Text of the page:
Campaign for hunter gatherers moves to Canada

The plight of Botswana's Gana and Gwi hunter gatherers, who are fighting their removal from the Central Kalahari Game Reserve, received a publicity boost on the fringes of an international mining conference in Canada on Monday.

About 700 people, also known as the Basarwa, are contesting their removal from the reserve - which they consider their ancestral land and burial grounds - to resettlement camps. They also want their hunting rights back.

The Botswana government says it can no longer afford to provide the infrastructure they need to live in the park and want them all removed to the camps.

A recent court challenge against their removal was dismissed on a technicality and they are currently trying to raise money to return to court.

Lobby group Survival International, which helps raise awareness of threatened peoples, placed an advertisement about them in Canada's Toronto Star to co-incide with the opening of the Global Mining, Minerals and Sustainable Development Conference there.

Survival International chose the conference because they believe the real reason the Basarwa are being removed is because a vast pocket of diamonds has been discovered in the park. Representatives of Botswana's diamond industry were expected to attend the conference.

"De Beers downplays it but they spent tens of millions on feasibility studies and one of the most important finds was in the Kalahari in recent years," said Survival International director Stephen Corry.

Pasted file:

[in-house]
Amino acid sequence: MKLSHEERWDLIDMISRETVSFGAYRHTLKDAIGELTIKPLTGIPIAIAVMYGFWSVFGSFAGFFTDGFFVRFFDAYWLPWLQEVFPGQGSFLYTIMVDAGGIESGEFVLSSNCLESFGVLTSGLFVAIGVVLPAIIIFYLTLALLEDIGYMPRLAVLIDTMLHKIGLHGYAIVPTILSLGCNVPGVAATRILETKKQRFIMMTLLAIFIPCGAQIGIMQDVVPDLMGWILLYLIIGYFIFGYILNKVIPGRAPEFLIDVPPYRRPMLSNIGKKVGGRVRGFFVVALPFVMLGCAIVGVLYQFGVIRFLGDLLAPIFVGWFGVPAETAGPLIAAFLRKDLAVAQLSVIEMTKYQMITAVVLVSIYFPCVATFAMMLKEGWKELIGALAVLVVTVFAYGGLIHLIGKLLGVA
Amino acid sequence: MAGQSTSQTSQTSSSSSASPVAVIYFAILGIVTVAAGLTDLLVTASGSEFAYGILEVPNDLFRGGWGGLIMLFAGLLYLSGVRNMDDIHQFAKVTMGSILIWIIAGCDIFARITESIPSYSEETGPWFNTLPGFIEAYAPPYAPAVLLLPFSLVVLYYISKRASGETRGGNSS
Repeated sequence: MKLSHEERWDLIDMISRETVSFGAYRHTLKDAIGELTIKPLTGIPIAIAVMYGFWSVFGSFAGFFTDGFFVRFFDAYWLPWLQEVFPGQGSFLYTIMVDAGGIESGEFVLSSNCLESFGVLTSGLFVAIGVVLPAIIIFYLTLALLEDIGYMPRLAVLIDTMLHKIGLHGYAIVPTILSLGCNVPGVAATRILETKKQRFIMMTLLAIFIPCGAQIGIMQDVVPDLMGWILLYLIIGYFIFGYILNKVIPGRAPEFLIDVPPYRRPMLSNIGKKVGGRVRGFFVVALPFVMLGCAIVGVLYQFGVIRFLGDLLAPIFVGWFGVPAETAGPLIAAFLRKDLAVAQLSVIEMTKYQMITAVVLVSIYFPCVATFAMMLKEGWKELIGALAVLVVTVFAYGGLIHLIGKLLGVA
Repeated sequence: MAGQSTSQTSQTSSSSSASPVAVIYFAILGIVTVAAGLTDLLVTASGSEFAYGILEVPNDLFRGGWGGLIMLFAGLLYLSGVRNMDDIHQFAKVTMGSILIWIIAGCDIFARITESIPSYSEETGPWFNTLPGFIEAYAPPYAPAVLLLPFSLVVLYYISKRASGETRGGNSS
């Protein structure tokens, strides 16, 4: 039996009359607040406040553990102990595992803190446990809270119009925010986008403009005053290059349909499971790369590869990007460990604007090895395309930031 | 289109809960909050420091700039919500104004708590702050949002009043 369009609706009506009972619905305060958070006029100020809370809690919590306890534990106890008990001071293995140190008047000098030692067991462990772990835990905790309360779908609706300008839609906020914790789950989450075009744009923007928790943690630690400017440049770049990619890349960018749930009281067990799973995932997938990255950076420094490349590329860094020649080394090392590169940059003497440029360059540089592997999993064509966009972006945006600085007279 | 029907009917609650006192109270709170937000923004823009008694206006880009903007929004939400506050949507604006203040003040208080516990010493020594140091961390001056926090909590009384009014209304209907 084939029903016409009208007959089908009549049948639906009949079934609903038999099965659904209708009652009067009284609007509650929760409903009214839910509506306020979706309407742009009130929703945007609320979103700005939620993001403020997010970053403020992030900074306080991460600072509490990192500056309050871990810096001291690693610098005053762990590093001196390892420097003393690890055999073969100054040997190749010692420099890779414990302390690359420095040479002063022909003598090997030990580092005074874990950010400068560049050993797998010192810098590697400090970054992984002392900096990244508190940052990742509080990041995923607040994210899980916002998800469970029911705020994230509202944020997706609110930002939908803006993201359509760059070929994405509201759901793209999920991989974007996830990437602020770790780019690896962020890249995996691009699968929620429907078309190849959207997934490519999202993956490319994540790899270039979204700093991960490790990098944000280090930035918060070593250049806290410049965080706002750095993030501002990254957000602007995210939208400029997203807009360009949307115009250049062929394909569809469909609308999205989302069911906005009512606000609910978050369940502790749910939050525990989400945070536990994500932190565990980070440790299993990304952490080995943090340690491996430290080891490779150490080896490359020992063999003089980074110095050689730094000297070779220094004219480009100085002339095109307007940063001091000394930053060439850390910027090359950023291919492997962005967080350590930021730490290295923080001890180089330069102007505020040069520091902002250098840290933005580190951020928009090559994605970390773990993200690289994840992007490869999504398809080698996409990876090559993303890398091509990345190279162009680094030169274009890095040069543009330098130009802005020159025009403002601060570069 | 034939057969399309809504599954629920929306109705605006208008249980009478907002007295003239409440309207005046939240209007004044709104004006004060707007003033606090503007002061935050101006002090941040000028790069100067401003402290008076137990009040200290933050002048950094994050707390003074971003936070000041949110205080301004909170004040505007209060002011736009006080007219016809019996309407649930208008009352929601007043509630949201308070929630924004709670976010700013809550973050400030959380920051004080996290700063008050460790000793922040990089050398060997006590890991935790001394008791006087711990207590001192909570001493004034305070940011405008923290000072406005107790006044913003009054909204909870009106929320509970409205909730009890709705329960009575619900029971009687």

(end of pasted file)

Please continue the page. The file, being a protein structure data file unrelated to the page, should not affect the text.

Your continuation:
He said the removal of the Bushmen was also in violation of an International Labour Organisation convention on tribal lands. "This law specifically says that tribal people have ownership rights on the land they use."

Botswana has not ratified the convention.

Survival International is also to hold vigils throughout Europe including London, Madrid, Paris and Rome.

Meanwhile, Maureen Akena of rights group Ditshwanelo, who are instructing the lawyers in the court challenge, said: "Financial considerations are of significance in this matter as the decision [to return to court] will hinge on the ability of the negotiating team to raise funds."

One of the lawyers Glyn Williams told IRIN recently that between US $15,100 to US $30,200 was needed to launch a fresh court action.

Meanwhile, less than 100 people remain in the reserve, refusing to move even though their basic services have been cut off and their hunting licences taken away.

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